These posts are about the songs that can accurately claim to crossed the key line of chart success, becoming Top 40 hits on Billboard, but just barely. Every song featured in this series peaked at number 40.

Jamaican-born Millie Small was just sixteen years old when she had a smash hit with “My Boy Lollipop,” a cover of a song originally performed by Barbie Gaye. The track went all the way to #2 on both the U.K. and U.S. charts (held out of the top spot on the latter by the first #1 single by the Beach Boys), and insinuated itself firmly enough into the culture that it promised to be a staple of future oldies radio for as long as such a thing as oldies radio exists. Know as “Little Millie,” presumably due to both her age and her diminutive height of 5’3″, Small had a mighty task in front of her in following up such a monster hit, especially during a time when the mighty moptops from Liverpool were claiming all the music biz attention for themselves (six U.S. chart-toppers for the Beatles in 1964 alone). The song also a touch of novelty to it, which only compounded the difficulty of figuring out the proper follow-up.

The solution opted for, it seems, was to get another song that was as close as possible to the big hit. “Sweet William” has the same loping tempo and sentiment of sweetly pining for a boy. It was written by Buddy Kaye and Philip Springer, a pair that knew their way around a calculated sound-alike cash-in, having written (along with Clay Cole) the title song for the movie Twist Around the Clock a couple years earlier. Like its predecessor, “Sweet William” made it onto the Billboard Top 40, although it was sadly bereft of similar upward momentum, peaking at a meager #40. It was also her last appearance on the Billboard charts, despite a few more singles and continued performing. Her career sputtering past the point of seeming revival she turned to that sad final outlet for many a teen singer, posing for a nudie magazine: Small appeared in a 1970 issue of Mayfair magazine.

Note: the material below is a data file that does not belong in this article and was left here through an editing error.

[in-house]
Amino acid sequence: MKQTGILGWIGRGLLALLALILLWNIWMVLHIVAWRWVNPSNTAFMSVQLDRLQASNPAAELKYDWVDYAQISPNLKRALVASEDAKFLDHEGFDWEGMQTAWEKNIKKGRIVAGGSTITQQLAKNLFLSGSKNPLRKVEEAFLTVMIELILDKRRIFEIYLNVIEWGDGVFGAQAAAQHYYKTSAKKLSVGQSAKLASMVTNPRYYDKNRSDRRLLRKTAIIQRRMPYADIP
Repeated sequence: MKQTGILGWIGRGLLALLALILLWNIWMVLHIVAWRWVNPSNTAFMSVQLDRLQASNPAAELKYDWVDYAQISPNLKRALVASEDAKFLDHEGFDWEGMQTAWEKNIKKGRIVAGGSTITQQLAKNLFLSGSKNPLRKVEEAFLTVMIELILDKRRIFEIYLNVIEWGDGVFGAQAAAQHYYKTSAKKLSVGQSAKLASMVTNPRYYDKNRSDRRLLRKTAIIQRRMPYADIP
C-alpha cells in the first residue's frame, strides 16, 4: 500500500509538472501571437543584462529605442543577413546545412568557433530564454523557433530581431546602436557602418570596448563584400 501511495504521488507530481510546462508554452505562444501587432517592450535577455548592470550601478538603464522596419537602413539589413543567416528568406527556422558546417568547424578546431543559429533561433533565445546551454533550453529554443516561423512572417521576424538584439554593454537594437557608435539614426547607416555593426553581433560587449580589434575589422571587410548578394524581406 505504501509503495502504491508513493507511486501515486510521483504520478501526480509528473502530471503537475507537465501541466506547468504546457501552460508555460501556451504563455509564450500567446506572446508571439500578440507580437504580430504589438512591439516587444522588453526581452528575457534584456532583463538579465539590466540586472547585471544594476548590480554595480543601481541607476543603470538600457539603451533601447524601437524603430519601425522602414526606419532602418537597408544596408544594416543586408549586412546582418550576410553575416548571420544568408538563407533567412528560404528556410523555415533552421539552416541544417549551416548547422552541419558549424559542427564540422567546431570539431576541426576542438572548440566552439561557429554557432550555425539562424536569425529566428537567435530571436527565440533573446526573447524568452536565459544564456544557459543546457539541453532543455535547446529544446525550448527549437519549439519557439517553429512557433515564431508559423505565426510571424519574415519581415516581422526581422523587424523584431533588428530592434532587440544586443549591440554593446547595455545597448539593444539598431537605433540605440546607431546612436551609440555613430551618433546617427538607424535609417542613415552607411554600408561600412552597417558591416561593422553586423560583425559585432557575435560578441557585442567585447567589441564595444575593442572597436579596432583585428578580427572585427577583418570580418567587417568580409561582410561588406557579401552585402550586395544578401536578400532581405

Previously…
“Just Like Heaven” by The Cure.
“I’m in Love” by Evelyn King
“Buy Me a Rose” by Kenny Rogers
“Who’s Your Baby” by The Archies
“Me and Bobby McGee” by Jerry Lee Lewis
“Angel in Blue” by J. Geils Band
“Crazy Downtown” by Allan Sherman
“I’ve Seen All Good People” and “Rhythm of Love” by Yes
“Naturally Stoned” by the Avant-Garde
“Come See” by Major Lance
“Your Old Standby” by Mary Wells
“See the Lights” by Simple Minds
“Watch Out For Lucy” by Eric Clapton
“The Alvin Twist” by Alvin and the Chipmunks
“Love Me Tender” by Percy Sledge
“Jennifer Eccles” by the Hollies
“Video Killed the Radio Star” by the Olympics
“The Bounce” by the Olympics
“Your One and Only Love” by Jackie Wilson
“Tell Her She’s Lovely” by El Chicano
“The Last Time I Made Love” by Joyce Kennedy and Jeffrey Osborne
“Limbo Rock” by The Champs
“Crazy Eyes For You” by Bobby Hamilton
“Violet Hill” and “Lost+” by Coldplay
“Freight Train” by the Chas. McDevitt Skiffle Group

50 thoughts on “Top 40 Smash Taps: “Sweet William”

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